Dennis Foggia

Aragon Moto2 & Moto3 Review - Neil Morrison On The Corner That Cost The Lead, Bestia's Unbeastly Transformation, Arbolino's Negative Exclusion, And The Moto3 Rider Market

A crash for two of the championship contenders, a three-rider title fight covered by five points, a seven-way scrap for the win… as ever Moto2 and 3 provided plenty of drama at the Aragon Grand Prix. Here we take a look at last weekend’s big talking points.

Turn Two Trouble

Ask any rider to point to Motorland Aragon’s most demanding string of tarmac, and the majority will say turn two. A fast right attacked in third gear, it’s the first occasion the right side of the front tyre is used in over 40 seconds. In other words, plenty of time for the rubber to cool, making the high-speed entry particularly perilous.

Jorge Martin had mentioned to pit lane reporter Simon Crafar on Sunday morning how he had issues with his front tyre cooling when in clear air. According to the former Moto3 world champion, it was not such an issue when riding behind others, but the cold temperatures that greeted riders all weekend contributed to 16 of the weekend’s 40 falls happening there.

And it was here the Moto2 race was decided. A three-way fight was just ten laps old when Fabio Di Giannantonio tucked the front of his Speed Up chassis as he pitched right into the track’s second turn and ended in the gravel – his second fall there of the day. The Italian had chased down early leader Marco Bezzecchi and pole sitter Sam Lowes, moving to the front with an expert pass on the former on lap ten.

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Barcelona Moto2 & Moto3 Review: Marini's Revenge, Speed Up Speeds Up, Baldassari's Blues, And Binder's Blinder

Anger Drives Luca On

Nothing fires a rider's motivation quite like feeling slighted. As mentioned in this column a week ago, Moto2 championship leader Luca Marini fully expected to be up front and fighting at the Emilia-Romagna Grand Prix. Losing out in fights with Enea Bastianini and Sam Lowes clearly stung as he suffered the indignity of finishing fourth.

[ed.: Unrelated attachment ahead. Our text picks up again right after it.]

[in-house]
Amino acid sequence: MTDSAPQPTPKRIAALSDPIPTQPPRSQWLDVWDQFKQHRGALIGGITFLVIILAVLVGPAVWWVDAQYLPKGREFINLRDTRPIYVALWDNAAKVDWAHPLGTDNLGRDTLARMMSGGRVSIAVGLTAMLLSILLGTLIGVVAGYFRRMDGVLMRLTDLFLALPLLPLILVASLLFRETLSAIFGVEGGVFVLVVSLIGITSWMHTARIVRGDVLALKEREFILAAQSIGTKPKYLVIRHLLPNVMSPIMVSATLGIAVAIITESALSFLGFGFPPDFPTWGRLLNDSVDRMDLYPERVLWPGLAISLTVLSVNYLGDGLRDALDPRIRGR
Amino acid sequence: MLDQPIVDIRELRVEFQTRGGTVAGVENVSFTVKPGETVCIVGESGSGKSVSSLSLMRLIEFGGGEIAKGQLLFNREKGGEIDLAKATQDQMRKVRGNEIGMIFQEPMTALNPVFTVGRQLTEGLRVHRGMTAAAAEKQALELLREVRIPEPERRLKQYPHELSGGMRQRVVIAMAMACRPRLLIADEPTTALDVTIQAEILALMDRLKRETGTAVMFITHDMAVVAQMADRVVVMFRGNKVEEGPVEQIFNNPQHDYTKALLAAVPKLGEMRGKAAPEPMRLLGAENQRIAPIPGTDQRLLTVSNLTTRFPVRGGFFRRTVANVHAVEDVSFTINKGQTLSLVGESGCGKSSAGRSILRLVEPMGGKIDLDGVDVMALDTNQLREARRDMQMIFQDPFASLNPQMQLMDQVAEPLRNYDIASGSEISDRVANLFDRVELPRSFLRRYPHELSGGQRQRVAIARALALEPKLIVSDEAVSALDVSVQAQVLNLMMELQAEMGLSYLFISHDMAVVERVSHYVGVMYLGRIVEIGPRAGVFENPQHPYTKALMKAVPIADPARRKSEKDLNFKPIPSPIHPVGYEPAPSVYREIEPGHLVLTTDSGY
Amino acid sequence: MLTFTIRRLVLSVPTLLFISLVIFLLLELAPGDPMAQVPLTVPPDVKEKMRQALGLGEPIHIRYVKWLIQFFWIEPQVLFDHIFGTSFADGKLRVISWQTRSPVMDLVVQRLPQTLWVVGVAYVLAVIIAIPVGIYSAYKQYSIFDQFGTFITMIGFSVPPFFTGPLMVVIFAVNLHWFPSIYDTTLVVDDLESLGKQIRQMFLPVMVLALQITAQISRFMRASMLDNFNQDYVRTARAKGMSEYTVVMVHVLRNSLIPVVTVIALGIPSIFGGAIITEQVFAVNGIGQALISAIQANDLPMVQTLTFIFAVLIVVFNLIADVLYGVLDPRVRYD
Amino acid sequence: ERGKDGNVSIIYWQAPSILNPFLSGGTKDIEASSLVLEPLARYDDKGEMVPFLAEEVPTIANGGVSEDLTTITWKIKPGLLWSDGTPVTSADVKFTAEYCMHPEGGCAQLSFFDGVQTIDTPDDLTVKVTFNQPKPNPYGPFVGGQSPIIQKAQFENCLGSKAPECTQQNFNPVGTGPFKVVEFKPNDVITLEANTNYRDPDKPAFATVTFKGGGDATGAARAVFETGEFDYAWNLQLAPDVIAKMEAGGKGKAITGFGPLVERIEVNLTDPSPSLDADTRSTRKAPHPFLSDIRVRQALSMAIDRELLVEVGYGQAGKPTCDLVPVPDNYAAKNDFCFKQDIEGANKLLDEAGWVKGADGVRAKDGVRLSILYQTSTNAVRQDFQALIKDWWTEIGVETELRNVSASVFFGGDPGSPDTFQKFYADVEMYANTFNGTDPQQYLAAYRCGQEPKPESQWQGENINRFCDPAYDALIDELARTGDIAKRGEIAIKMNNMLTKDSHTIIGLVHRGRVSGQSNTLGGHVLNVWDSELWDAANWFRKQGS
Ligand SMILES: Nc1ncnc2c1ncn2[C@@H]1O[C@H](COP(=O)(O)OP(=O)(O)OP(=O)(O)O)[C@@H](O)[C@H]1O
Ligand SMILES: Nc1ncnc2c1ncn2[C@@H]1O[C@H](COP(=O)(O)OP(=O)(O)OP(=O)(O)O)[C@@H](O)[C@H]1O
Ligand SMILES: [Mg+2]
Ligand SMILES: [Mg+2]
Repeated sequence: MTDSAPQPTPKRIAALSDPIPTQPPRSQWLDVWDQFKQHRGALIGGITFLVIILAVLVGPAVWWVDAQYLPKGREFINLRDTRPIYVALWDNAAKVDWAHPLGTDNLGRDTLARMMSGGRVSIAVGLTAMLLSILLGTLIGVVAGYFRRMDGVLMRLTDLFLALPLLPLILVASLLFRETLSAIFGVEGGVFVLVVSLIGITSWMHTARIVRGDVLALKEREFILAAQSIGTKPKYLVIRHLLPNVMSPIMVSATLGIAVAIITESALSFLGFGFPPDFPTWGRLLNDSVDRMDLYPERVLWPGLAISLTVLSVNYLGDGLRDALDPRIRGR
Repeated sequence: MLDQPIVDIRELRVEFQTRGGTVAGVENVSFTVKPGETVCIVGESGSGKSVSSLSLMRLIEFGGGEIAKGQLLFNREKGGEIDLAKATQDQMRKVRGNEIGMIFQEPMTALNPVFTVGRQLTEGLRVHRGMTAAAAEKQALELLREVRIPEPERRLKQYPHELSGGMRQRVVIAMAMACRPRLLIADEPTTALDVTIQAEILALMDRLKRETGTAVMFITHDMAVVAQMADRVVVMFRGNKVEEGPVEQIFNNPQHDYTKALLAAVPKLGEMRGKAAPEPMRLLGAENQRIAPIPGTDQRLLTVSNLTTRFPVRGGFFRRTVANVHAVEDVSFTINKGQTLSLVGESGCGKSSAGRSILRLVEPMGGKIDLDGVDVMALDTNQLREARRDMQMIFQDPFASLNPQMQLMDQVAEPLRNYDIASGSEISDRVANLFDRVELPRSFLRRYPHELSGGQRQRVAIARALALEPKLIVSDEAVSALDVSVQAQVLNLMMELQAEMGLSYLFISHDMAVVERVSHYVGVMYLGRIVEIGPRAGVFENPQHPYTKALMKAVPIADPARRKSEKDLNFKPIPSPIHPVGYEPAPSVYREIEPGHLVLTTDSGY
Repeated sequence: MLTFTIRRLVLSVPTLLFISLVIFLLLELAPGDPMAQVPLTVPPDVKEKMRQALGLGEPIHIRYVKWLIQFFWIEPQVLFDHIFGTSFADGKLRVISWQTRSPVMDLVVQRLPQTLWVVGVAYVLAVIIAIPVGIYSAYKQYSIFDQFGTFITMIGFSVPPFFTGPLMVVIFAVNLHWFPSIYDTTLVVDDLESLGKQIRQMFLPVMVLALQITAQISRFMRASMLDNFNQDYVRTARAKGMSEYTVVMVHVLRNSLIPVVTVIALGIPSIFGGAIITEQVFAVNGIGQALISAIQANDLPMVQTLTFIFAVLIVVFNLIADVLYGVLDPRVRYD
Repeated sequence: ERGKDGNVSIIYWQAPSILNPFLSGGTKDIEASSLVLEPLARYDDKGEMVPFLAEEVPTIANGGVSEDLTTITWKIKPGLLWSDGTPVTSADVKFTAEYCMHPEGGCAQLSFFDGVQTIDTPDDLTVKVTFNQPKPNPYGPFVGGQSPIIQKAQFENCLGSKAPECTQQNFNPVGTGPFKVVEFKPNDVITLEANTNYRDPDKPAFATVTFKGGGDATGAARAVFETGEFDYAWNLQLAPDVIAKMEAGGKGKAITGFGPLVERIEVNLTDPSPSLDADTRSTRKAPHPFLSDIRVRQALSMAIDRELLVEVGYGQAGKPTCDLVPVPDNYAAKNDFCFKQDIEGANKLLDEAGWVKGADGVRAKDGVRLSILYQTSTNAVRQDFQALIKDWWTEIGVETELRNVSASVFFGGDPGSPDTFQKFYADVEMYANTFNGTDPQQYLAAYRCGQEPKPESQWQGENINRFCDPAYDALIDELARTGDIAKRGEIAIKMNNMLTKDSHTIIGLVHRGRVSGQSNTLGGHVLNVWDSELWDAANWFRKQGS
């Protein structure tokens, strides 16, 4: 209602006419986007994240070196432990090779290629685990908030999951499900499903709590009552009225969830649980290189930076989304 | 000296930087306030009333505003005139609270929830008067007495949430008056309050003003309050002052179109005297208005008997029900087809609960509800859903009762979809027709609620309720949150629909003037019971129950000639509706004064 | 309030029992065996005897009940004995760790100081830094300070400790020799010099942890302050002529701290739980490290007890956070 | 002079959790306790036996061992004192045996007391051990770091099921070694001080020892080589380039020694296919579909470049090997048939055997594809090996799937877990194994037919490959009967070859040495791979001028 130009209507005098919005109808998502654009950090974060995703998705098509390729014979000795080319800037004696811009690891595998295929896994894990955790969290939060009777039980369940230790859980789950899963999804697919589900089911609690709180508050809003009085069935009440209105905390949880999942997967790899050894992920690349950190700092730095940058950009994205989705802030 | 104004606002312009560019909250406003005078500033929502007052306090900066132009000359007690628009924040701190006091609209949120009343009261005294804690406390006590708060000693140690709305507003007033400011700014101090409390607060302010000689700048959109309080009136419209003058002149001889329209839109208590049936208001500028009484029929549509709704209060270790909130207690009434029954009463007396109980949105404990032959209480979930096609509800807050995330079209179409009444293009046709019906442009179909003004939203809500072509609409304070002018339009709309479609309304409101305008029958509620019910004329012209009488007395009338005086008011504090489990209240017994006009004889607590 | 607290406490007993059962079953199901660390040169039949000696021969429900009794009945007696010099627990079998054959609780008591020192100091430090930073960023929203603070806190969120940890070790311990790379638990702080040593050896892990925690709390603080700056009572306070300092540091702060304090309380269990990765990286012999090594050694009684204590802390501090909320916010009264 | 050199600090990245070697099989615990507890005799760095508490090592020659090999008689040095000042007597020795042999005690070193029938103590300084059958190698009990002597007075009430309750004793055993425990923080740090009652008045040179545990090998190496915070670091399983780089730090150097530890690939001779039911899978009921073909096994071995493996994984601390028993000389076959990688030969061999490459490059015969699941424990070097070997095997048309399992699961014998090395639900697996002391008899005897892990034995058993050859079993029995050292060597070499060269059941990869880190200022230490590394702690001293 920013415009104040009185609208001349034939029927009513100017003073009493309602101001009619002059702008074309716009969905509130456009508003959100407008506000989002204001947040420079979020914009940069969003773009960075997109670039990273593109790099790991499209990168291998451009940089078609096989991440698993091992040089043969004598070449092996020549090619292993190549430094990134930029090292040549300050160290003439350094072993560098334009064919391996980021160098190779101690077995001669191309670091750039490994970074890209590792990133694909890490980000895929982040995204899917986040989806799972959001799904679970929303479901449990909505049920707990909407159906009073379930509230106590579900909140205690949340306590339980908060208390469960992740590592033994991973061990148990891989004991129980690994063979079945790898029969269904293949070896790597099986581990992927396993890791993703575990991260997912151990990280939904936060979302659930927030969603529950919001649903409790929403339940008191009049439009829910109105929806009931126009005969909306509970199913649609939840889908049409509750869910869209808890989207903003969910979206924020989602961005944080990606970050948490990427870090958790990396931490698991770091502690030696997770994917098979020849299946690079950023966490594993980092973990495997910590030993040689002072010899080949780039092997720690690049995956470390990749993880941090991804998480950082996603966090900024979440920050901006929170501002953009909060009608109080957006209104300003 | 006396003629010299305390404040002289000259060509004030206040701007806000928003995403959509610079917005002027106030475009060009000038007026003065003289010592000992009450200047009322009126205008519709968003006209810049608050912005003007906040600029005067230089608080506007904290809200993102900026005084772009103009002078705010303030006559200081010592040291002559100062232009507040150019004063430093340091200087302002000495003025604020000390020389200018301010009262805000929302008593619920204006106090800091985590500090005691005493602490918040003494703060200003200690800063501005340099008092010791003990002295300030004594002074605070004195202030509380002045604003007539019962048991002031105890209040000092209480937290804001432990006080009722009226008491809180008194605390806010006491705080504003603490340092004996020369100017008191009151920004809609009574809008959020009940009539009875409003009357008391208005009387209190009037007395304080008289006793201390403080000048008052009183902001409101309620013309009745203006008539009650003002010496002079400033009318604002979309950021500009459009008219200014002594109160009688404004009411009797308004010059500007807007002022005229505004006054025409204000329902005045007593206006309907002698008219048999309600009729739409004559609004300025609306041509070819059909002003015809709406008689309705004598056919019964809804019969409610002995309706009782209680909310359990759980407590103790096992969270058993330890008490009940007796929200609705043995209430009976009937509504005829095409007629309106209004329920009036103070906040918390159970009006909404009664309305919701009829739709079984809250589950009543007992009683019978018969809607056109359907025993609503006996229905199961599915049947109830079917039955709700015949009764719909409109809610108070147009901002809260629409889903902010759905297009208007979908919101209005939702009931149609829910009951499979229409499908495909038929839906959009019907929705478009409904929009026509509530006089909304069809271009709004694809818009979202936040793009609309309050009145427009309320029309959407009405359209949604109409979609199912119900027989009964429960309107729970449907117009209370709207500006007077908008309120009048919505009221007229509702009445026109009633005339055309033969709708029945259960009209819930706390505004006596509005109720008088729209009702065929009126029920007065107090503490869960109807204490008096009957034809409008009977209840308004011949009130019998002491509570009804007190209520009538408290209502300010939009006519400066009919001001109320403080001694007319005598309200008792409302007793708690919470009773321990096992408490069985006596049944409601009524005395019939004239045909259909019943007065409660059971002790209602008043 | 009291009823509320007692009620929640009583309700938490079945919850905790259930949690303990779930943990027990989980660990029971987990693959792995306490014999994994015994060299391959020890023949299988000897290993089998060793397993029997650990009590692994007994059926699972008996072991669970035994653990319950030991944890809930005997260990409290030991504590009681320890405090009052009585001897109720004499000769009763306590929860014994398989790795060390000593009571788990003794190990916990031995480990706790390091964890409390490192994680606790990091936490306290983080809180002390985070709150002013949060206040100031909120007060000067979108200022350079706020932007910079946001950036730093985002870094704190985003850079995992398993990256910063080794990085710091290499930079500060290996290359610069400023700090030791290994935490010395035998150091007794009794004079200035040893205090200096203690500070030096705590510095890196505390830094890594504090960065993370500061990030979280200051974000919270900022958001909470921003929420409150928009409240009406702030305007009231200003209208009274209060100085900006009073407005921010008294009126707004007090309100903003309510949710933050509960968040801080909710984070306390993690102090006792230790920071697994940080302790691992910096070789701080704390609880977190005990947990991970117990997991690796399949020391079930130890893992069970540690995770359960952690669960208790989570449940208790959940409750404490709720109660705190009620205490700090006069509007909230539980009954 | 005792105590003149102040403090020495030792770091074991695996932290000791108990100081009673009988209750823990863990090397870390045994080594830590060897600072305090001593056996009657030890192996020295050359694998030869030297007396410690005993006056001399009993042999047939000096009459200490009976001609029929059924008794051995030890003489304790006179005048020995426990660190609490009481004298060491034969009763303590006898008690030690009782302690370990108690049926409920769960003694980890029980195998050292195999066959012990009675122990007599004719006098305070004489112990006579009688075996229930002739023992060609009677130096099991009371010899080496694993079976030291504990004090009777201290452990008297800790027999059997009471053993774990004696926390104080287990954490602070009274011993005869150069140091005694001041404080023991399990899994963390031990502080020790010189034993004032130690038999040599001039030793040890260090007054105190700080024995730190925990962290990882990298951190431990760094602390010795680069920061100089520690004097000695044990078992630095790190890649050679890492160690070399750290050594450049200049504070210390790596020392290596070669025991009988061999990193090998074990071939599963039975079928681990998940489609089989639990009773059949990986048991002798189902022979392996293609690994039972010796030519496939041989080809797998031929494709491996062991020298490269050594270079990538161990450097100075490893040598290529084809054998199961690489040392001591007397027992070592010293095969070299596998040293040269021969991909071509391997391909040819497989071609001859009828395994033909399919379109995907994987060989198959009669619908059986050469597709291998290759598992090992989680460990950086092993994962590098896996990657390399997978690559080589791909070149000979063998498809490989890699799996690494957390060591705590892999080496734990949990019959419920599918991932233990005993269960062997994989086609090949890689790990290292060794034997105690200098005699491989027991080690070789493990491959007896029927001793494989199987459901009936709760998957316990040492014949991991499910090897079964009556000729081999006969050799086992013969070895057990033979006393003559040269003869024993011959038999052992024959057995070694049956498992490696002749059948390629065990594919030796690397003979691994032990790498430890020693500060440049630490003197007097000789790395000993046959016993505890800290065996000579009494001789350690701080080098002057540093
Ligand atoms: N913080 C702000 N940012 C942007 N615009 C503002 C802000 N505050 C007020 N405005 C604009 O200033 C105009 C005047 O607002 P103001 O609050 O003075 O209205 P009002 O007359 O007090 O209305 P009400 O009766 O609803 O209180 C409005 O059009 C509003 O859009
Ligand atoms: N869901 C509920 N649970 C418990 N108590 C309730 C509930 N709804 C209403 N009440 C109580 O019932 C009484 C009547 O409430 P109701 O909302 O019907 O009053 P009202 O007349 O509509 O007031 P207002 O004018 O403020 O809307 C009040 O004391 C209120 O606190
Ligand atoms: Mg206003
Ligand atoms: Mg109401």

He arrived in Barcelona intent on proving a point. Fast through free practice, fastest in qualifying, the 23-year old Italian could have easily settled for second once Sam Lowes – the only rider capable of matching him over race distance – edged ahead on lap 16. But he later revealed that it wouldn't have sat right internally had he not responded.

“When I saw on the board ‘8 laps (to go)', the rear dropped a lot,” Marini explained, displaying all of the in-race intelligence that he shows off the bike. “Sam overtook me. He was really fast but pushing the rear tyre. I was hoping he would have a drop also, bigger than me. I tried to stay behind him, put pressure and in last 3 laps he started doing some mistakes.”

“Starting on Friday the feeling was great. We made the correct changes on the bike for here. The race was nice. With this low temperature it was easy to push every lap. We worked a lot on the engine brake to try and save the tyre, because I knew it was important.

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Brno Moto2 & Moto3 Review - Neil Morrison On Lowes' Podium, Roberts' Revival, A Fiery Foggia, And More

Sam Lowes leads Joe Roberts ing the Brno Moto2 race - Photo: Polarity Photo

In one of the most topsy-turvy rounds in recent memory, Moto2 and Moto3 added to the spectacle as certain riders triumphed while others bafflingly faded away. As always we’re on hand to take a look through some of the biggest talking points through both classes.

A calmer Lowes

There was good reason to believe Sam Lowes’ hopes of a strong championship finish were over before it had all started. A slow, innocuous testing fall at Jerez in early February ruptured tendons in his right shoulder, chipped the top of his humerus bone and deprived him of his entire preseason testing programme. That kind of injury isn’t one you just shake off; the joint still gives the Englishman considerable pain at the end of each day.

It was a nightmare start to life as a Marc VDS rider in what is a critical season. But how he has fought back has been exceptional. While fortunate the suspension of racing gave him added time to recover, there has been nothing lucky about performances since. A pair of fourth places at Jerez was a solid foundation to build on. And the Czech Grand Prix – where he was never outside the top two – resulted in a first podium finish since September, 2016.

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